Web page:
Well, in general, drinking distilled water isn’t highly recommended for the long term. While it’s true that distilled water is much cleaner than tap water, it still comes with some risks.

A good side of the distillation process is that it removes contaminants. The bad side is that it removes healthy minerals as well. There are various minerals that are very beneficial to our health. Calcium promotes bone strength, Selenium can reduce oxidative stress, and there are other minerals that serve other important functions.

Distilled water contains none of them. Drinking it consistently may cause mineral deficiency if you’re not getting enough from your diet, which can have many adverse health effects.

Another issue is associated with VOCs (volatile organic compounds). Since many of them have a lower boiling point than water, they will evaporate before water. In a proper distillation column, they would get collected separately from the water, but that depends on individual distillers. As a result, VOCs might get collected with the purified H2O, thereby polluting it. VOCs can cause a variety of health issues, so they should be avoided as much as possible.

The main argument in favor of drinking distilled water is that you get most of the minerals you need from food. Even though this might be true, it would require you to be very careful about what you eat to make up for the minerals you’re losing by drinking distilled water.

If this doesn’t bother you, you can give it a try. You might not like its mildly different texture and taste, but no serious harm can be done to your body unless you drink it consistently and avoid tap or mineral water altogether.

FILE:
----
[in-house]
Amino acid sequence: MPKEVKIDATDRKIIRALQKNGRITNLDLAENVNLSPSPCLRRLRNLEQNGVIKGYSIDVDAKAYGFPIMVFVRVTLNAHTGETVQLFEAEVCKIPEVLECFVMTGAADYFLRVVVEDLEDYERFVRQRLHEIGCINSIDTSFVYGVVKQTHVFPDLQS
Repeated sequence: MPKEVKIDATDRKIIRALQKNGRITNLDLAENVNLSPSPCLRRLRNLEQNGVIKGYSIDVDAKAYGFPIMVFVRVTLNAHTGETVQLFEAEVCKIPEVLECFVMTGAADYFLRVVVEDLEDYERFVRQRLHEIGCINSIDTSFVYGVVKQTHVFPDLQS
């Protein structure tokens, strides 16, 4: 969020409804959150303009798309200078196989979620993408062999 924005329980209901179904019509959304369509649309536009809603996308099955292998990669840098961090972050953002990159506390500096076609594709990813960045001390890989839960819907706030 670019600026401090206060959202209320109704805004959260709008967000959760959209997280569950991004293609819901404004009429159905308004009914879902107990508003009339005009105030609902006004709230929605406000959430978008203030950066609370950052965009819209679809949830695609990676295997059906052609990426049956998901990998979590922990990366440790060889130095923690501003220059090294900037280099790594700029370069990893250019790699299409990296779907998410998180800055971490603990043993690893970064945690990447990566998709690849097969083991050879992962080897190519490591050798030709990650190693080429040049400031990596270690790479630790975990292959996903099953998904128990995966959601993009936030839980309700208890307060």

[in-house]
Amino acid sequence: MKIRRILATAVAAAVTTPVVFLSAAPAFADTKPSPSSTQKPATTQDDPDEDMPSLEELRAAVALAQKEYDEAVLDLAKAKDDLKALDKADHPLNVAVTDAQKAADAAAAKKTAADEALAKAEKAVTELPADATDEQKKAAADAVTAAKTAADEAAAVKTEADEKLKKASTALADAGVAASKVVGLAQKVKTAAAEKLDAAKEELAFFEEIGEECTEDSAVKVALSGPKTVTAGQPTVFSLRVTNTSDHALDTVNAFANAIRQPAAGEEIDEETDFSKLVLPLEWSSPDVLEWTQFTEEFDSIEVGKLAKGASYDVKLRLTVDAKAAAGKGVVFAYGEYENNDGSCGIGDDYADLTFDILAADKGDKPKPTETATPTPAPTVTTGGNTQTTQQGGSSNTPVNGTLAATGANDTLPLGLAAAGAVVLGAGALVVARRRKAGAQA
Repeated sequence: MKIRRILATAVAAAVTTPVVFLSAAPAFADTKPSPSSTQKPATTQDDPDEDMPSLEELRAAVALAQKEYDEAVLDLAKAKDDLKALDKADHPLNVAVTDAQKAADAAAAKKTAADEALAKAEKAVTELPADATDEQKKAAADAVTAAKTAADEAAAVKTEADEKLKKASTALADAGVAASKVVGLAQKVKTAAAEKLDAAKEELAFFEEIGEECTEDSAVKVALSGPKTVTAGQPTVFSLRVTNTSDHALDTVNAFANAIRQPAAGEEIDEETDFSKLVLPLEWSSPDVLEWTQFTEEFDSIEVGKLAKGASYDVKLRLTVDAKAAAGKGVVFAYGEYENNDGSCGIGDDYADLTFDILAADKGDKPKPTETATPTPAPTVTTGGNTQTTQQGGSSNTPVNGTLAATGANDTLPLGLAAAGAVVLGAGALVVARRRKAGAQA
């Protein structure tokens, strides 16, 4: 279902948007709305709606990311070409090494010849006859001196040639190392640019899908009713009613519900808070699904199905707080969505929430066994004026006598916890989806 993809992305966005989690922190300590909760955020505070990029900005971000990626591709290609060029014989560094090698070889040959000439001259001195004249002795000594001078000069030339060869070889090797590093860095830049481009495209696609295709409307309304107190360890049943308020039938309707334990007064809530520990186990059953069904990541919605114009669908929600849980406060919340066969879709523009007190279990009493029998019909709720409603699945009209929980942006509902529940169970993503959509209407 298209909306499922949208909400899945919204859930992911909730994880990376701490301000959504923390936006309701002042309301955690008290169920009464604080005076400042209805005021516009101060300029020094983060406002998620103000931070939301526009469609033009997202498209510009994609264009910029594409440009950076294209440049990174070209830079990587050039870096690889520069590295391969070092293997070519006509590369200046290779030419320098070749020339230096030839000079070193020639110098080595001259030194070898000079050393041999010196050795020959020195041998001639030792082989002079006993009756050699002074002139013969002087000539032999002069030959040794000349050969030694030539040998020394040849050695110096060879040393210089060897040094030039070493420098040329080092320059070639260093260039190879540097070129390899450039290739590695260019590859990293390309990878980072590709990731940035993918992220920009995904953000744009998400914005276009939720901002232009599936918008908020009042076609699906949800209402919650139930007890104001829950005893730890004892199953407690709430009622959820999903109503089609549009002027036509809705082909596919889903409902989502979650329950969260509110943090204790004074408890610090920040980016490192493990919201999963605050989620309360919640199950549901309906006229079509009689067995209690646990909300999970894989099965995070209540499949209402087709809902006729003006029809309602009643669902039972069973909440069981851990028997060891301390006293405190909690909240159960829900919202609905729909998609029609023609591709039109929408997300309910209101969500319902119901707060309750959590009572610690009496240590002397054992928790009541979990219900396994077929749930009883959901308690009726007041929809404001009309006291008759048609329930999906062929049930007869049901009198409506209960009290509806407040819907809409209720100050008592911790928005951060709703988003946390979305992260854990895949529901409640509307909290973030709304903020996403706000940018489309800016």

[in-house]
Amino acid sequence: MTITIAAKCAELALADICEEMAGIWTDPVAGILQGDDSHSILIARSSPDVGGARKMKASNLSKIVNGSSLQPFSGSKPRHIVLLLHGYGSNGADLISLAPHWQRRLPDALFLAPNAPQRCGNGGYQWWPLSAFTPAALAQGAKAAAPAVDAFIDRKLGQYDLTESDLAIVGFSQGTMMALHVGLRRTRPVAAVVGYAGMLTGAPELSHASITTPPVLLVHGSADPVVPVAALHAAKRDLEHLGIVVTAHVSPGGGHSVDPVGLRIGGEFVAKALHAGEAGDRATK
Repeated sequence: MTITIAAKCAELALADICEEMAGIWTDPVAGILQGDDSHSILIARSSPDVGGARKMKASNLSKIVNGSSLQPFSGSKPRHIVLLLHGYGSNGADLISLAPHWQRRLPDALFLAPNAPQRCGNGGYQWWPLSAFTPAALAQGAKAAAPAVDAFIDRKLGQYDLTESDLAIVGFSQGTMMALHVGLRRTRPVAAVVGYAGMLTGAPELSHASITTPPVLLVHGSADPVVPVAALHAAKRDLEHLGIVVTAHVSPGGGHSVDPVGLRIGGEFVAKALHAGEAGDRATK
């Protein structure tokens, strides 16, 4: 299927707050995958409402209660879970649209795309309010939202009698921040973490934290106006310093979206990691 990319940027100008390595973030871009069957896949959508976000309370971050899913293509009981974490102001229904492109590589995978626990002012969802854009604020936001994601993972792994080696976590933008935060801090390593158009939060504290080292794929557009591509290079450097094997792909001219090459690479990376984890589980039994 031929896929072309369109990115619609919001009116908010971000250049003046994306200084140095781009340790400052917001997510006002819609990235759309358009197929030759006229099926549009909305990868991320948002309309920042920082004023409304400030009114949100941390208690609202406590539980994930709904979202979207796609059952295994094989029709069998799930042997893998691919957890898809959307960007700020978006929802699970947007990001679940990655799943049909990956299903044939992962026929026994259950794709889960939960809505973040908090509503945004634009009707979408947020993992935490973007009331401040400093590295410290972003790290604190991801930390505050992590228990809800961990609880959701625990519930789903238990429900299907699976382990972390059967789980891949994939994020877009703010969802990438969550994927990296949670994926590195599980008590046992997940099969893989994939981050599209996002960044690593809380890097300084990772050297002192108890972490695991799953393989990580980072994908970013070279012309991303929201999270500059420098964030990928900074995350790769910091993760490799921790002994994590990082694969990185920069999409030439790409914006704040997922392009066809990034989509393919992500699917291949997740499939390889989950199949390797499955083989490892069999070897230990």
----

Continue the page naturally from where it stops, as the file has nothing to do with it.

Are There Health Benefits to It?

Yes. Drinking distilled water still has some health benefits. The first one is a reduced risk of water-borne diseases. Washing your hands with distilled water can be a great idea since it’s better at flushing away harmful microbes and contains almost none of them.

Another benefit has to do with the health and appearance of your skin and hair. Hard water can damage your hair and skin due to the high mineral concentration. Purified (soft) water, on the other hand, could help your skin and hair regain their vitality.

Lastly, distilled water removes many risks associated with chlorinated water, with higher cancer risk among the most severe. Distilled water doesn’t contain any chlorine, for which it gets a lot of safety points.

The Final Word

Similar to filtered and spring water, distilled water can be a great alternative to tap water in some cases. As you can see, it serves many useful purposes and has a number of benefits.

Even though there’s no explicit answer to the question of whether you should drink it or not, the consensus is that it might not be a good idea in the long run. Other types of bottled water, such as filtered, spring, and mineral, are generally more recommended.

References:

https://foodrevolution.org/blog/chlorine-water-harmful/
https://www.kinetico.co.uk/hard-and-soft-water-explained/hard-water-and-limescale
https://www.ncbi.nlm.nih.gov/pmc/articles/PMC1472933/
https://www.who.int/water_sanitation_health/dwq/nutrientschap12.pdf
https://toxtown.nlm.nih.gov/chemicals-and-contaminants/volatile-organic-compounds-vocs
https://www.epa.gov/indoor-air-quality-iaq/volatile-organic-compounds-impact-indoor-air-quality
https://sites.psu.edu/siowfa15/2015/10/22/does-hard-water-cause-hair-loss/
https://academic.oup.com/jnci/article-abstract/85/10/817/1024456?redirectedFrom=fulltext